Some of the live videos were chosen because I was at those shows… and they were epic.  Beware, the first few songs on here are quite poppy.

My top 20 tracks from ’12:

20: Ride this Feeling – Kate Miller-Heidke

19: Queen of a Sad Land – A Silent Film

18: The Winds – Jessie Baylin

17: Bay of Skaill – The Magnetic North

16: Wolf – Now, Now

15: Leonard – Sharon Van Etten

14: Disappear Always – Wild Nothing

13: Pair of Wings – Frankie Rose

12: Frigid Spring – Chairlift

11: Time Meant Nothing – Teepee

10: Varúð – Sigur Rós

9: Kill for Love – Chromatics

8: Misty’s Nightmares 1 & 2 – Father John Misty

7: The Water – Discount Guns

6: Ride – Lana Del Rey

5: Change the Sheets  – Kathleen Edwards

4: Werewolf – Fiona Apple

3: Irene – Beach House

2: Medicine – Daughter

1: Heaven – The Walkmen



Top 10 Albums of 2012

Recapping the year is always a daunting task, but a somewhat enjoyable one, especially in music.  You get to relive your bloom and your summer days, the cool autumn night and the  harsh (sort of) winter.

I don’t pretend to know more about music than anyone else, I know what sounds good to me, and I think I know what people generally like to hear.  They want to hear passion and they want to feel emotion in the music.  If not, you listen to rap.  (Poor joke.)  Twelve was an interesting year: musically, politically, end-of-the-world wise…  But at the end of the day, we saw and heard new sounds emerging.  Blues rock continues to hang on (surprisingly), folk has not lost weight in the indie crowd, and electronic indie music has truly come into its own, producing some of the year’s finest music.  (Especially if you read Pitchfork…)

Thirteen has a lot of potential, but for now, we stay lucky, for a few more days in 2012.

10: Chromatics – Kill For Love – Drone, drone, drone… bring back Medicine.  Don’t get lost in your shoes.

9: Sigur Rós – Valtari – Can’t describe it.  Just… wow.

8: Father John Misty – Fear Fun –  A late addition for me, but I am confident that this will continue its heavy rotation on my playlists well into 2013.  Folky and fun, good, like Fleet Foxes before Helplessness Blues…

7: Discount Guns – Odessa – I am not traditionally a fan of blues rock, but this duo from Louisville, KY hit every button: Loud, Lo-Fi, and Meaningful.  (Blues rock with meaning?  Yup, I’m not shitting you.)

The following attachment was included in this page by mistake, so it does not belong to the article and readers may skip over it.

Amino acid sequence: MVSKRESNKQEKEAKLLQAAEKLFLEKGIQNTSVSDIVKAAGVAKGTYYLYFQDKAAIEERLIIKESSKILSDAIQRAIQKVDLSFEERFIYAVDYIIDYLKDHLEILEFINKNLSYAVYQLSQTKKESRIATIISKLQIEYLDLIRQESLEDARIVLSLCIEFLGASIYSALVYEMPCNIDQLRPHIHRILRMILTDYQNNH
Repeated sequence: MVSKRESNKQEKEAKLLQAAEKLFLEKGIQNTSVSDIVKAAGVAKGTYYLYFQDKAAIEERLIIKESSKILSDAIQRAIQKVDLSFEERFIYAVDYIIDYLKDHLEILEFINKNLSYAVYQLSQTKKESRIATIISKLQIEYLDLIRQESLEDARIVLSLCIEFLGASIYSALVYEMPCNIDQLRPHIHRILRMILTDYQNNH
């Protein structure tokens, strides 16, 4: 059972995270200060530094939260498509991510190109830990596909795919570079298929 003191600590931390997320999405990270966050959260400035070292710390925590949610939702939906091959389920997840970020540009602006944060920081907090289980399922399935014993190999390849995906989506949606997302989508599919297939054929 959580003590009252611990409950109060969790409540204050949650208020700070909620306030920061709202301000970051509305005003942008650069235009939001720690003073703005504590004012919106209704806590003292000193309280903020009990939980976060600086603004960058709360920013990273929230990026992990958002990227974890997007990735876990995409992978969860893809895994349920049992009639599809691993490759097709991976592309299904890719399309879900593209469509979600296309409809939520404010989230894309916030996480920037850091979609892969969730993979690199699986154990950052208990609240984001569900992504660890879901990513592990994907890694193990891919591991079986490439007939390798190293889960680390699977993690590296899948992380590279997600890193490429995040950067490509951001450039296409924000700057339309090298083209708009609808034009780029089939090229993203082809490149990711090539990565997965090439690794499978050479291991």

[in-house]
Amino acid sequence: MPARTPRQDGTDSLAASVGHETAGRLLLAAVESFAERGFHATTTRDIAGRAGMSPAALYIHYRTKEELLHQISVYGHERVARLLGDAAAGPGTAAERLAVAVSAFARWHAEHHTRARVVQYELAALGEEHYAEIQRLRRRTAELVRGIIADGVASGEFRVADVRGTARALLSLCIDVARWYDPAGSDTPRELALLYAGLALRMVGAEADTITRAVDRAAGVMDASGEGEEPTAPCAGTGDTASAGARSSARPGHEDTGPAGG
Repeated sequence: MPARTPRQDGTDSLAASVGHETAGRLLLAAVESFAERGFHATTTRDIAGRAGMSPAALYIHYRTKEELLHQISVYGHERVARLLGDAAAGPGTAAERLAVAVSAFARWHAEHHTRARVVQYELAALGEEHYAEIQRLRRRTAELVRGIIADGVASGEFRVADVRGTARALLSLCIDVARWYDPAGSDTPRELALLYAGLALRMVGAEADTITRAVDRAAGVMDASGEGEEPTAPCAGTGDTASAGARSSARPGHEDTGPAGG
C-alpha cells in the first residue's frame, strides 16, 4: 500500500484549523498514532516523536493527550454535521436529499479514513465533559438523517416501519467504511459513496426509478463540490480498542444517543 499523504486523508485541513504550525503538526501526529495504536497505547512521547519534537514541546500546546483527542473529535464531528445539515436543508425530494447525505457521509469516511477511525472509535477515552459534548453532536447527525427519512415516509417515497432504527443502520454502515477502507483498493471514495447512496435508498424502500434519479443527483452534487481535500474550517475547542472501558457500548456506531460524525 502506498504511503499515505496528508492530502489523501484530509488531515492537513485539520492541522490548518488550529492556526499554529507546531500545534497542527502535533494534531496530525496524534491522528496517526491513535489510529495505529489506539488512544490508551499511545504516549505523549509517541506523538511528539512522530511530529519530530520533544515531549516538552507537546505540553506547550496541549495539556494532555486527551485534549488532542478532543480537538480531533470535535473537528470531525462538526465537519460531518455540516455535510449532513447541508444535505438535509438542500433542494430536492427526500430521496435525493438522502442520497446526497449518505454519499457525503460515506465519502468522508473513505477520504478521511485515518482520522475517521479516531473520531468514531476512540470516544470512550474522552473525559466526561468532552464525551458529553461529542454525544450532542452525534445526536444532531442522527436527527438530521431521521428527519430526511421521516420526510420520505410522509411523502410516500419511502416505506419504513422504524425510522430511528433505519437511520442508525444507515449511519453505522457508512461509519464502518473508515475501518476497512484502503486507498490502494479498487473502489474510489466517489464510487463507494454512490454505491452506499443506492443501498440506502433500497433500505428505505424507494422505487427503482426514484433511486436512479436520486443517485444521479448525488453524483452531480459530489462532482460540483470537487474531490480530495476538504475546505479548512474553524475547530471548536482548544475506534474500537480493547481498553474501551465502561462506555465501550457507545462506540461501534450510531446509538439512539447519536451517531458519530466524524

6: Lana Del Rey – Born to Die – I’ve come back to this album several times and every time it feels a little different.  I can truly imagine Lana Del Rey pulling out an old steno note pad with these lyrics and repeating elements lamented throughout the book.  Her voice pulls off these childhood memories with great gravity.

5: Chairlift – Something – The most fun album of the year is not by a band named Fun.  It’s by Chairlift.  This album is gorgeous.  It is the album that I wanted Elizabeth Harper (aka Class Actress) to do, but she didn’t quite gut the whole thing out.  Something is a great album, suitable for driving half-lit.

4: Fiona Apple – The Idler Wheel Is Wiser Than the Driver of the Screw and Whipping Cords Will Serve You More Than Ropes Will Ever Do – Fiona did her most self-deprecating, most personal album with Idler Wheel.  Her old material seems dated and childish in comparison.

3: Kathleen Edwards – Voyageur – Produced by Justin Vernon… I loved Kathleen Edwards other material, this truly brought her into alt-country fame.

2: Beach House – Bloom – Musically the most powerful album of the year.  The album is solid, top to finish, without skipping a beat.  I typically like albums that finish stronger than they begin.  Their best showing to date.

1: The Walkmen – Heaven – The most important album of 2012 is the story of survival.  What happens when you make it to the end of the American Dream?  What then…

Honorable Mentions: Frankie Rose – Interstellar; Wild Nothing – Nocturne; School of Seven Bells – Ghostory; Sharon Van Etten – Tramp; and Now, Now – Threads.